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Behavior Genetics

, Volume 49, Issue 2, pp 211–220 | Cite as

The Role of Emergence in Genetically Informed Relationships Research: A Methodological Analysis

  • Jessica E. SalvatoreEmail author
  • Kenneth S. Kendler
Original Research

Abstract

This paper provides a critical analysis of genetically informed research on relationships, with an emphasis on relationships among unrelated individuals (e.g., spouses). To date, research in this area has used traditional behavioral genetic frameworks to either partition the variance in relationship-related outcomes into genetic and environmental components, or to examine gene–environment interplay between relationship factors and other outcomes. However, this conventional approach is at odds with the long-standing understanding from the field of relationship science that both partners’ characteristics matter when predicting shared outcomes—that is, outcomes that are emergent. We examine briefly the philosophical concept of emergence, and discuss ways to model dyadic outcomes in genetically informed relationships research. We also review the related topic of social genetic effects, which refer to the influence of a social partner’s genotype on a proband’s phenotype. A genetically informed dyadic perspective has potentially important consequences for our understanding of the pathways from genotype→shared or individual-level phenotypes, and more fully recognizes the complexity of how genetic and social/environmental factors come together to influence human behavior.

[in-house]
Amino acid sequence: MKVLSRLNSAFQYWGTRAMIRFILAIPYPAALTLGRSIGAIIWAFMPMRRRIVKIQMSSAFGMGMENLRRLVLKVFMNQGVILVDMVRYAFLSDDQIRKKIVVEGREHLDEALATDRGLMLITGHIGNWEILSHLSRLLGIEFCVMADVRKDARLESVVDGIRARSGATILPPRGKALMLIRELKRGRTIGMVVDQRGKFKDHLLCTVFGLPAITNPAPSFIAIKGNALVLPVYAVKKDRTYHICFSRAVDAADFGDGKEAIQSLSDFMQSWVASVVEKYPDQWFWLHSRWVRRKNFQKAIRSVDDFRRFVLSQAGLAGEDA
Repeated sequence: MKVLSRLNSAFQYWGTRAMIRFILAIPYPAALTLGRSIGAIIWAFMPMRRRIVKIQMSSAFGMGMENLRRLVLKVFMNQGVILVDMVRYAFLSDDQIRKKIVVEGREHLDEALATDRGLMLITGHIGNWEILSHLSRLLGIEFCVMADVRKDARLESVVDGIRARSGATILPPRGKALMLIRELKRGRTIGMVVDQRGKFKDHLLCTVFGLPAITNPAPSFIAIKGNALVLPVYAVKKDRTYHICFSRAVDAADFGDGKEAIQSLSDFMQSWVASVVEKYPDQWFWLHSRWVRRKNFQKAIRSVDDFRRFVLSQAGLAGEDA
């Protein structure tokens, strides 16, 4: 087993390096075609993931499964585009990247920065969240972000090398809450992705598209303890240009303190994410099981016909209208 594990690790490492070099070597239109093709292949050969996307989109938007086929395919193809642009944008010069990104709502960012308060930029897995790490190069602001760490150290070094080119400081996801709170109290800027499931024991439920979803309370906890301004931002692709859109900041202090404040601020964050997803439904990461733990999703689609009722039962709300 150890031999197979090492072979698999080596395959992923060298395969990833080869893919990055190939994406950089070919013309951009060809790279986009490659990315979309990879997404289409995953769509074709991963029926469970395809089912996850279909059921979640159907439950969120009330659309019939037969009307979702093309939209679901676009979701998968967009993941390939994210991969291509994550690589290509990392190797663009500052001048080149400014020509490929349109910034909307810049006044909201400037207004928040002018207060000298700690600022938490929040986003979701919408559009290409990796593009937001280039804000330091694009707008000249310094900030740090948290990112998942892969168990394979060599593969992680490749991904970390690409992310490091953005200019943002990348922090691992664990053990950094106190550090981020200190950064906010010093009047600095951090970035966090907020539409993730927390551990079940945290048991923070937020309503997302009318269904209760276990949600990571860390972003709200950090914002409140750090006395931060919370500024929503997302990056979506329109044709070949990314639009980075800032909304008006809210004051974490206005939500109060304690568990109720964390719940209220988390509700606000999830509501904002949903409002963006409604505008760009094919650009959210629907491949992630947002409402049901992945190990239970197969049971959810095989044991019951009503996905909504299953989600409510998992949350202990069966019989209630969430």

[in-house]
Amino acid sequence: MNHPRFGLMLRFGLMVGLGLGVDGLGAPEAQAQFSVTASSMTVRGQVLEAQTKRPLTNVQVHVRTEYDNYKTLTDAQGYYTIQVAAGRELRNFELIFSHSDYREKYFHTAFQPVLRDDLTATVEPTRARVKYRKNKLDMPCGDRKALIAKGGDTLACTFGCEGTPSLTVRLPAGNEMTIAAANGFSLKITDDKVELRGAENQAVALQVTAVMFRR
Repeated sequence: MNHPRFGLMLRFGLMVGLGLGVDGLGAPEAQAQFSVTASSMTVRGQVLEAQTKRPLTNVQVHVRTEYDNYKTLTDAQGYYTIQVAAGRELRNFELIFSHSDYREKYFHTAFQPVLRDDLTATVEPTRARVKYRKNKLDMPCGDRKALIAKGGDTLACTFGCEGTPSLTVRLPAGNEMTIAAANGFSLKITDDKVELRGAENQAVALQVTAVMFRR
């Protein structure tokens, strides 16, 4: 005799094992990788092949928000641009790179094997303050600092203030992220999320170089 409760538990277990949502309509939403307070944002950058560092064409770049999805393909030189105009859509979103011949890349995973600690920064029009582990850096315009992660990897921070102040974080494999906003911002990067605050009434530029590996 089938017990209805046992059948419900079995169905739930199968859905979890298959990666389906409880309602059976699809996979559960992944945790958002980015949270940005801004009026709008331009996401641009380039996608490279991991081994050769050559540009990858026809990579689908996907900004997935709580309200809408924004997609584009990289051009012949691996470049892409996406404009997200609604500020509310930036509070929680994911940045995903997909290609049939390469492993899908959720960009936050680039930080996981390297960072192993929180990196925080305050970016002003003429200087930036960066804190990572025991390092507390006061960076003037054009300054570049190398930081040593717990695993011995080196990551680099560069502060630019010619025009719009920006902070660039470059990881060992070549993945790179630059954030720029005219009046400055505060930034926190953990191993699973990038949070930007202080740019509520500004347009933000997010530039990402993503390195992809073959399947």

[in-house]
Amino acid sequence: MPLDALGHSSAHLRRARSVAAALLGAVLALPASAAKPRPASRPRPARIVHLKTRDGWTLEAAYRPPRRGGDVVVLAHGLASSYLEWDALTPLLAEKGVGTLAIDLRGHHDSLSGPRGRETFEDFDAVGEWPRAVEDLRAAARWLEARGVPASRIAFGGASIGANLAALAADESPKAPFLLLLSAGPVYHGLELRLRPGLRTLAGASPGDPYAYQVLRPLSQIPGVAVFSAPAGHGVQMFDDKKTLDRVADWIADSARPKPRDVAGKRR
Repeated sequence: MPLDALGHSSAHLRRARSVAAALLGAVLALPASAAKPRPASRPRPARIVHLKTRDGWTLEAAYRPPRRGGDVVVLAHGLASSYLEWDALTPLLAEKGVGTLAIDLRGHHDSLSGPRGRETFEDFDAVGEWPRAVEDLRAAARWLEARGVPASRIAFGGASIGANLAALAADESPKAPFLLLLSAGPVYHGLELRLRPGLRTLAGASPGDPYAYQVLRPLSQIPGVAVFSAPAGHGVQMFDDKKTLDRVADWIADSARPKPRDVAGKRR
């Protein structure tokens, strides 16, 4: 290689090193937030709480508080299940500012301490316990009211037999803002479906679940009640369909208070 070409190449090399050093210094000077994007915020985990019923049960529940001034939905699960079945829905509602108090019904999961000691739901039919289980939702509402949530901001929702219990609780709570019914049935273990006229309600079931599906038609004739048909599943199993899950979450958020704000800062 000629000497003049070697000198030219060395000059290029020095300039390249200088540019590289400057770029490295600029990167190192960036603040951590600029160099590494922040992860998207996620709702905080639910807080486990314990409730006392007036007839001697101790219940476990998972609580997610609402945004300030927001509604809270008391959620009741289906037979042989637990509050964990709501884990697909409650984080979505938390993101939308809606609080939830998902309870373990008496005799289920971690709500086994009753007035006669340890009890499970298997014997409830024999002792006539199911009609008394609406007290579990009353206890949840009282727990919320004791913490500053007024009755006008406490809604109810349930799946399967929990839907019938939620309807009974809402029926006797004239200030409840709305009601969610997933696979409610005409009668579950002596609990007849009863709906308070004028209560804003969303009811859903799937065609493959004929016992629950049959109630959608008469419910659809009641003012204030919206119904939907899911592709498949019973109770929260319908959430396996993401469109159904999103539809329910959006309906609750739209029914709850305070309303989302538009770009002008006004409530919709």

Notes

Acknowledgements

This project was supported by a Genetics and Human Agency Junior Investigator Award to JES (Grant No. #28). Additional support comes from K01AA024152 from the National Institute on Alcohol Abuse and Alcoholism. This work is solely the responsibility of the authors and does not necessarily represent the official view of the funders.

Compliance with ethical standards

Conflict of interest

Jessica E. Salvatore and Kenneth S. Kendler declare that they have no competing interests.

Informed consent

Not applicable.

Research involving human and animal rights

Not applicable.

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Authors and Affiliations

  1. 1.Department of PsychologyVirginia Commonwealth UniversityRichmondUSA
  2. 2.Virginia Institute for Psychiatric and Behavioral GeneticsVirginia Commonwealth UniversityRichmondUSA
  3. 3.Department of PsychiatryVirginia Commonwealth UniversityRichmondUSA
  4. 4.Department of Human and Molecular GeneticsVirginia Commonwealth UniversityRichmondUSA

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